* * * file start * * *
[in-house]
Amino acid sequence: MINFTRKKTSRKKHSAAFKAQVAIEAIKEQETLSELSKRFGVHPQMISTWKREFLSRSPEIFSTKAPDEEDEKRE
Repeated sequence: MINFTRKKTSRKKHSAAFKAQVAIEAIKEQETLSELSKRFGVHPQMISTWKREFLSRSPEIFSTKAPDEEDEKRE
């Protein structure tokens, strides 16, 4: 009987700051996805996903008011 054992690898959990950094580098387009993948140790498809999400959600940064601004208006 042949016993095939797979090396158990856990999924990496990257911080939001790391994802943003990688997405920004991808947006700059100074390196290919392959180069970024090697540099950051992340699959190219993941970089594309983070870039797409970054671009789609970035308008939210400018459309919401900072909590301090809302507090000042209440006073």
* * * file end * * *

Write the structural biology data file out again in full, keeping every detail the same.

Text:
[in-house]
Amino acid sequence: MINFTRKKTSRKKHSAAFKAQVAIEAIKEQETLSELSKRFGVHPQMISTWKREFLSRSPEIFSTKAPDEEDEKRE
Repeated sequence: MINFTRKKTSRKKHSAAFKAQVAIEAIKEQETLSELSKRFGVHPQMISTWKREFLSRSPEIFSTKAPDEEDEKRE
């Protein structure tokens, strides 16, 4: 009987700051996805996903008011 054992690898959990950094580098387009993948140790498809999400959600940064601004208006 042949016993095939797979090396158990856990999924990496990257911080939001790391994802943003990688997405920004991808947006700059100074390196290919392959180069970024090697540099950051992340699959190219993941970089594309983070870039797409970054671009789609970035308008939210400018459309919401900072909590301090809302507090000042209440006073």